Not all storytime audiences are alike, even when comprised of the same children week after week. The same kids that behaved so attentively and enthusiastically a week before may not be inclined to do so the next week, which is fine – just as adults do not always respond to the same tasks with equal fervor, kids are not likely to behave just-so every time they sit down for a story. Maybe they have extra energy and don’t want to sit still, or maybe they’re just not into the stories being read this week. Maybe they want the songs and stretches, but not the sit down. In some storytime environments, restless kids have to be re-engaged or removed, but that doesn’t quite work with PTLL storytimes.
Compared to more formal storytime programs, the PTLL Monday storytime is a more free-form, open-ended process. We have a little routine – stretches, a song – then sometimes a game, a fingerplay, or another song. Sometimes we’ll bang on percussion instruments just to get out the noisy impulse. And most importantly, the kids don’t have to sit still when it comes time for the story. They can stand up, move around, come closer to the book, even walk away. If they want to come back for the craft, they can. No kid is forced to listen, no kid is forced to stay in the storytime area.
This might seem like it would lead to a chaotic storytime environment and, every once in a while (like today), it does. But for the most part, this free-form variation works well for the kids of the Toy Library. And the kind of storytime that suits an environment like this is not going to perfectly mirror the storytimes at other facilities. For one, at a library storytime, the storyteller can depend on parental presence to help keep the kids under control during the duration of the program. This is not the case at PTLL, when many of the parents are also working VOD shifts and cannot sit with their kids during the story.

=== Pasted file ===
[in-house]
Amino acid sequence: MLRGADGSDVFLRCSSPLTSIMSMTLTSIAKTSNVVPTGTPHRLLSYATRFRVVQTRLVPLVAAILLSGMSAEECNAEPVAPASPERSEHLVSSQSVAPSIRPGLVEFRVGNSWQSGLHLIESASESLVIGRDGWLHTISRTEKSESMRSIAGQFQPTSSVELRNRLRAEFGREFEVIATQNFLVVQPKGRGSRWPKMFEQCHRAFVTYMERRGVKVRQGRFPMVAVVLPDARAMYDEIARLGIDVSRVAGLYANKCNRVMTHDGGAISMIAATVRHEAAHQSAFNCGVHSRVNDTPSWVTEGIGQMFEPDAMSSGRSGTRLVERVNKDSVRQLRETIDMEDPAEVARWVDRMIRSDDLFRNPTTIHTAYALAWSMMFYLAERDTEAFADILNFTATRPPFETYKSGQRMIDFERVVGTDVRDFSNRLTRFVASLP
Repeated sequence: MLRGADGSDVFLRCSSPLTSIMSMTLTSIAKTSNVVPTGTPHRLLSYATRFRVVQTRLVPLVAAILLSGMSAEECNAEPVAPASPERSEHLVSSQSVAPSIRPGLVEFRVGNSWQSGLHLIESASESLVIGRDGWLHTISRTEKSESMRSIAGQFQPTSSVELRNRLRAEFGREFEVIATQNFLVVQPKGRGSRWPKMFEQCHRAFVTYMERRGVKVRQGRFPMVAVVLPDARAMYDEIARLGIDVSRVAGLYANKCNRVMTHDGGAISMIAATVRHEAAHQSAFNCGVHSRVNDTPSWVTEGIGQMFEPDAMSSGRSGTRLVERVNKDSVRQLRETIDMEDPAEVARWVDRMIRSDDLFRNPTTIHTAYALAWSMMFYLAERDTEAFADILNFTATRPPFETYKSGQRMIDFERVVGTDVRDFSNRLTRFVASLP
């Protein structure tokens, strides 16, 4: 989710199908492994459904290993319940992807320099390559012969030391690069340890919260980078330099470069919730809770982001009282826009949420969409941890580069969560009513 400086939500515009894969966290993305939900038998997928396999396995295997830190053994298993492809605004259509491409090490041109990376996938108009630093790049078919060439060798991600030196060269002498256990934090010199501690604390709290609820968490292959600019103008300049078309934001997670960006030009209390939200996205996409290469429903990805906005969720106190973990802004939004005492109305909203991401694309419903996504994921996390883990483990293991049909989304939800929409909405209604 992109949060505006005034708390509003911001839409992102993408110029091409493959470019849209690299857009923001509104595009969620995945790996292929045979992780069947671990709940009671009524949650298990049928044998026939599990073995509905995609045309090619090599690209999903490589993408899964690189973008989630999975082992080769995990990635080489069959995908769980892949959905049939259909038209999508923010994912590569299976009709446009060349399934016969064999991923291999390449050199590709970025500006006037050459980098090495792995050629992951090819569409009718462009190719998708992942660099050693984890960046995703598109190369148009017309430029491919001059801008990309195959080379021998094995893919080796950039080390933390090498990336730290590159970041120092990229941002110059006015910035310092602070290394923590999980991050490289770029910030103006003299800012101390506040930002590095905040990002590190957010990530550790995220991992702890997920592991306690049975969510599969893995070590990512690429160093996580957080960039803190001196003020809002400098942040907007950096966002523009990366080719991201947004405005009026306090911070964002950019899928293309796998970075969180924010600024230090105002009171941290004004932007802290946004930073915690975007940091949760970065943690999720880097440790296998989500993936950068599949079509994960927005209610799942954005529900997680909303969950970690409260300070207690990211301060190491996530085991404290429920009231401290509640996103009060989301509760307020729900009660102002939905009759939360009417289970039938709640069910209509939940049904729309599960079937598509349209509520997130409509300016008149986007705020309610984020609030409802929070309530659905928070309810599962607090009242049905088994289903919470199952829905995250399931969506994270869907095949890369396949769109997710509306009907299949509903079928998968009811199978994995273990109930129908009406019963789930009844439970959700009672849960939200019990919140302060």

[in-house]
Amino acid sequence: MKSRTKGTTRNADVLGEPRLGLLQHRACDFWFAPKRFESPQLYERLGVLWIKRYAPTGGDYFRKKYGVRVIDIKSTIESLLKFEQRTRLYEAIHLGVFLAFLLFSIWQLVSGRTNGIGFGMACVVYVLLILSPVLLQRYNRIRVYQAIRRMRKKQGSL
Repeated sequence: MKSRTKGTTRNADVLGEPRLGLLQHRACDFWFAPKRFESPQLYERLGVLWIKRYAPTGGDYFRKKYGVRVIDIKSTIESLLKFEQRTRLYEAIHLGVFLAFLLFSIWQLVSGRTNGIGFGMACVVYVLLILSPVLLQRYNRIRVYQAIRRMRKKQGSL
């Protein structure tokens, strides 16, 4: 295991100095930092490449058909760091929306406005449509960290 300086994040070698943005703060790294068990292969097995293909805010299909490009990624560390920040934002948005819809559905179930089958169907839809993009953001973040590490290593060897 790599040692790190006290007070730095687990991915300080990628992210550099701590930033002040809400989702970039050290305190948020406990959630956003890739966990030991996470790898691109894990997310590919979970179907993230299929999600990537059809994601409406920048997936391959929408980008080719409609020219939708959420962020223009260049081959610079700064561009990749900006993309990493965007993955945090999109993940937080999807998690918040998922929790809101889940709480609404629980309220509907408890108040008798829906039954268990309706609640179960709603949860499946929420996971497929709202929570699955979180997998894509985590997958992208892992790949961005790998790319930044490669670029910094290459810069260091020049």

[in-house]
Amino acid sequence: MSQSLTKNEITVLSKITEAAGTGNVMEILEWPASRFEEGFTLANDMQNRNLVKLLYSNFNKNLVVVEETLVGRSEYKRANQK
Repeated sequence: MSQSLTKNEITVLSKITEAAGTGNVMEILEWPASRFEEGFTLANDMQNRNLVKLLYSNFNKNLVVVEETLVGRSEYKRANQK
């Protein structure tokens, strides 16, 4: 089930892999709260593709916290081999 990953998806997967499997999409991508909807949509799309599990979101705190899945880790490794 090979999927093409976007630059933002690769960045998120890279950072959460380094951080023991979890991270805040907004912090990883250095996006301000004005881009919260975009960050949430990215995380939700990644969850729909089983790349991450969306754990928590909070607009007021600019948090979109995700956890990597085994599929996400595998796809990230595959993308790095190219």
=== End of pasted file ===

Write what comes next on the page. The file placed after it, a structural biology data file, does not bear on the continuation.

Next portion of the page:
Another big difference – unlike in a library or school, storytimes at PTLL are held amidst an eye-popping amount of play equipment. If a kid decides that he or she would rather bounce on a trampoline or ride a bike around the space than listen to a story, there’s not much of an argument one can make to persuade him or her otherwise. And without the parental presence, that persuasion would have to come at the expense of the storytime reading.
This is all a kind of explanation as to why, if you bring your kids to the PTLL storytime, it may look and feel a little different than other storytimes you and your kids are used to. As long as our kids enjoy it, that seems to be OK.
For this week’s storytime, we read what is bound to be a new classic amongst picture books:
I Want My Hat Back
by Jon Klassen
Bear has lost his favorite pointy red hat, but none of his fellow woodland creatures seem to have seen it. Is the hat lost… or stolen? Will Bear ever be reunited with his beloved hat?
If you and your kids have fallen in love with the warm, earthy style of Jon Klassen, be sure to check out these other titles that feature his illustrations:
Storytime is every Monday at 10 am and is intended for all ages.